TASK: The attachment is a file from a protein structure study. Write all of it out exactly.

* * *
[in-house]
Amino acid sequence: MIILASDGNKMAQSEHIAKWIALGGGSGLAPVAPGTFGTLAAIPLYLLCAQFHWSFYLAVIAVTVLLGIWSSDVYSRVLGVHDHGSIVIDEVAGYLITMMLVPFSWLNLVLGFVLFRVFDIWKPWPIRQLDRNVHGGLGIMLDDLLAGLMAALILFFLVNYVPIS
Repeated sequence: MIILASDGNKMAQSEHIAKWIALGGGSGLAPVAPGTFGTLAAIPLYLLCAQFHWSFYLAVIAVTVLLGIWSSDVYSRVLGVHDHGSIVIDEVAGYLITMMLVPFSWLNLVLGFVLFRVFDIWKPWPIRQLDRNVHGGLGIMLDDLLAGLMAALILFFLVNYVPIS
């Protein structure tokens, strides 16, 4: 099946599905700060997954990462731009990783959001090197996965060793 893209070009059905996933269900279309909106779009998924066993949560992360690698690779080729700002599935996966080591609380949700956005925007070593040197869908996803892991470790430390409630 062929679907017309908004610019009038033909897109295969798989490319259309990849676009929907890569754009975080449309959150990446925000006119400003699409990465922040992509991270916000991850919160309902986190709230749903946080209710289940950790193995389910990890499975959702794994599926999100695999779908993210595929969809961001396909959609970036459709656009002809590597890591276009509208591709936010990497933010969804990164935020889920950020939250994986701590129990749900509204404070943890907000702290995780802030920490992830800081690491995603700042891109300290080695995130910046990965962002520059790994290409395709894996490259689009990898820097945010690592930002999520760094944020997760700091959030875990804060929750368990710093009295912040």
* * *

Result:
[in-house]
Amino acid sequence: MIILASDGNKMAQSEHIAKWIALGGGSGLAPVAPGTFGTLAAIPLYLLCAQFHWSFYLAVIAVTVLLGIWSSDVYSRVLGVHDHGSIVIDEVAGYLITMMLVPFSWLNLVLGFVLFRVFDIWKPWPIRQLDRNVHGGLGIMLDDLLAGLMAALILFFLVNYVPIS
Repeated sequence: MIILASDGNKMAQSEHIAKWIALGGGSGLAPVAPGTFGTLAAIPLYLLCAQFHWSFYLAVIAVTVLLGIWSSDVYSRVLGVHDHGSIVIDEVAGYLITMMLVPFSWLNLVLGFVLFRVFDIWKPWPIRQLDRNVHGGLGIMLDDLLAGLMAALILFFLVNYVPIS
């Protein structure tokens, strides 16, 4: 099946599905700060997954990462731009990783959001090197996965060793 893209070009059905996933269900279309909106779009998924066993949560992360690698690779080729700002599935996966080591609380949700956005925007070593040197869908996803892991470790430390409630 062929679907017309908004610019009038033909897109295969798989490319259309990849676009929907890569754009975080449309959150990446925000006119400003699409990465922040992509991270916000991850919160309902986190709230749903946080209710289940950790193995389910990890499975959702794994599926999100695999779908993210595929969809961001396909959609970036459709656009002809590597890591276009509208591709936010990497933010969804990164935020889920950020939250994986701590129990749900509204404070943890907000702290995780802030920490992830800081690491995603700042891109300290080695995130910046990965962002520059790994290409395709894996490259689009990898820097945010690592930002999520760094944020997760700091959030875990804060929750368990710093009295912040």